The measures will help ensure a high filling level of storage at the beginning of the heating period in the EU. The larger the volume of gas “in stock” the more the EU can compensate for temporary shortages of gas supplies or shortages of other primary energy sources.

Ultimately, the roll out of domestically produced renewable and low-carbon gases will decrease the dependency of Europe on imports of fossil fuels and curb the impact of global market shocks, strengthening the resilience of the EU energy system.

7. How will the package enable the development of hydrogen infrastructure? 

This package aims to create a hydrogen market with fit-for-purpose infrastructure and cross-border coordination, including interconnectors, where hydrogen can be cost-effectively brought from areas where can it be easily produced from renewables to the industrial customers that need it. Existing natural gas networks can be repurposed partially for transporting hydrogen, with significant cost savings compared to new-build infrastructure.

Considering the nascent and local nature of hydrogen production and consumption in the early phases, we have to avoid the creation of natural monopolies. The package proposes rules on the operation and financing of hydrogen networks, on transparency of gas quality parameters and hydrogen blends, on the repurposing of natural gas networks for hydrogen transport, unbundling and non-discriminatory network access. This will create the right environment to invest in hydrogen infrastructure and develop a competitive hydrogen market. To ensure optimal development and management of the EU hydrogen network and to facilitate trading and supplying hydrogen across borders, a European Network of Network Operators for Hydrogen (ENNOH) will be established.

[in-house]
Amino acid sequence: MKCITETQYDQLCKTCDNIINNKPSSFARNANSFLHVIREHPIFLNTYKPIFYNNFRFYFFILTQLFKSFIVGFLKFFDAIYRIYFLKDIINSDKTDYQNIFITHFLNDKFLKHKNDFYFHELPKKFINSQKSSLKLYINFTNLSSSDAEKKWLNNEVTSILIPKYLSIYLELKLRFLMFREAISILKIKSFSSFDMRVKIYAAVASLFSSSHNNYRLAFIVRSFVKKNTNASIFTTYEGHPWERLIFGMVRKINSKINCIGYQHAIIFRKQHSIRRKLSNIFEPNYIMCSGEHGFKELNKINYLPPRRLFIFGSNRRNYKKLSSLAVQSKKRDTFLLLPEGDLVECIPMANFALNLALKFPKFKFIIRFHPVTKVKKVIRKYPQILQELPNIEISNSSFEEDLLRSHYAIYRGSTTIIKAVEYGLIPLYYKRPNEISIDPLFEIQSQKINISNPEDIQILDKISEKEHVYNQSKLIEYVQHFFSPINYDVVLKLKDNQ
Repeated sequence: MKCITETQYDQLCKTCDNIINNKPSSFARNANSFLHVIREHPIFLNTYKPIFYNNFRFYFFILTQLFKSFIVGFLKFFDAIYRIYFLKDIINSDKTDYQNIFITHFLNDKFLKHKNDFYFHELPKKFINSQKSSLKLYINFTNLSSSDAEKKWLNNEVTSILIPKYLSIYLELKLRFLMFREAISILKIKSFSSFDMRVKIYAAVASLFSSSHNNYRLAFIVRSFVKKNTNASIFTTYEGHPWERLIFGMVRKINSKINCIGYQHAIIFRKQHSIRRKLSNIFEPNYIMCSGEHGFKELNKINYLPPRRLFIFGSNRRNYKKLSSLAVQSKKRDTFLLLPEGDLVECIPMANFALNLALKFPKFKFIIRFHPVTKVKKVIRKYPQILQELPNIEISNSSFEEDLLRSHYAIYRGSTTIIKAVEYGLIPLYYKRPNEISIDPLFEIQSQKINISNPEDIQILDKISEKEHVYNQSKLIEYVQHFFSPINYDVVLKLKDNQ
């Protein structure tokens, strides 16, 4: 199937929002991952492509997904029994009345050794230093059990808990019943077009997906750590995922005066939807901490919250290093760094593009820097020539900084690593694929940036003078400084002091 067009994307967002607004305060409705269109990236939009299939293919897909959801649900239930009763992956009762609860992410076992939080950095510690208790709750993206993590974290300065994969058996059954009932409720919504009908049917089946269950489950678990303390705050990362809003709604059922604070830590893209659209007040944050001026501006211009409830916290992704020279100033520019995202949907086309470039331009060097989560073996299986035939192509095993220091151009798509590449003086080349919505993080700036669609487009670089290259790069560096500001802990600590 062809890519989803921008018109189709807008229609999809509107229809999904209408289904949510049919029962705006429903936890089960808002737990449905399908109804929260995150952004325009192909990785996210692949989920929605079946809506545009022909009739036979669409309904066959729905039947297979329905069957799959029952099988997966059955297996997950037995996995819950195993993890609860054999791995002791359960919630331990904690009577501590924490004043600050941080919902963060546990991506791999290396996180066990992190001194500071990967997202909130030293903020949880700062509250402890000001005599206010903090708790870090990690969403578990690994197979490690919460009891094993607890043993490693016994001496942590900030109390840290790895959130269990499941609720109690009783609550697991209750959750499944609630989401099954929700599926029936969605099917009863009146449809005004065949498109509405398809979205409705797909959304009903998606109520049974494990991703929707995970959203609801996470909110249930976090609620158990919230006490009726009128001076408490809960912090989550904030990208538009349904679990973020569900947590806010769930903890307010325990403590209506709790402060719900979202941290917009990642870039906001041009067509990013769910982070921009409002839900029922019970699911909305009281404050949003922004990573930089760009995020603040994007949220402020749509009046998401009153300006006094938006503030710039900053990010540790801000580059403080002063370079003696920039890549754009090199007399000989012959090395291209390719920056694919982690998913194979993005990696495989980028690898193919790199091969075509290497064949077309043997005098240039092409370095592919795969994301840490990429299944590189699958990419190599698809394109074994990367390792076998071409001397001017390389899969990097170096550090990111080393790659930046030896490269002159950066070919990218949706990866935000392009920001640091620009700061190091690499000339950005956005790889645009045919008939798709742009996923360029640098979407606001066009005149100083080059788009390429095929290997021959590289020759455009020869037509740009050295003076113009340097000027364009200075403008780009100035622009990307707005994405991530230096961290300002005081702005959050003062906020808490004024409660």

8. Why is the Commission proposing to introduce a certification system for low-carbon hydrogen and synthetic fuels produced from it? 

There is an existing and upcoming project pipeline for the production of renewable and low-carbon gases in Europe, and consumers need to be able to differentiate between the available gases. Certification rules for low-carbon gas and its derivatives will complement the certification schemes for renewable fuels and gases proposed in July, and will apply both to imported and domestic production to ensure a level-playing field and avoid carbon leakage.

Developing an international framework to create a global market for hydrogen-based solutions, including harmonised safety and environmental standards, is of vital importance in the EU's efforts to lead the clean energy transition. The EU is already in close contact with many of our international partners to identify the way forward, both bilaterally as well as in multilateral fora such as the Clean Energy Ministerial (CEM) Hydrogen initiative, the International Partnership for Hydrogen and Fuel Cells (IPHE) and the International Renewable Energy Agency (IRENA).

9. What is integrated network planning and how will it affect the development of renewable and low-carbon gases?

Integrated network planning means that, at the national level, there may continue to be two separate network plans for gas and electricity, but both will need to be developed on the basis of a joint scenario covering electricity, gas and hydrogen. This is already the case on the EU level and it helps to ensure that there is a common vision between different energy vectors in the future. The package introduces an additional national network planning for hydrogen and an EU-wide ten-year network development plan. The latter will include the modelling of an integrated network, build on national hydrogen network plans, national investment plans, cross-border interconnectors, and identify gaps in investments especially with regards to cross-border capacities.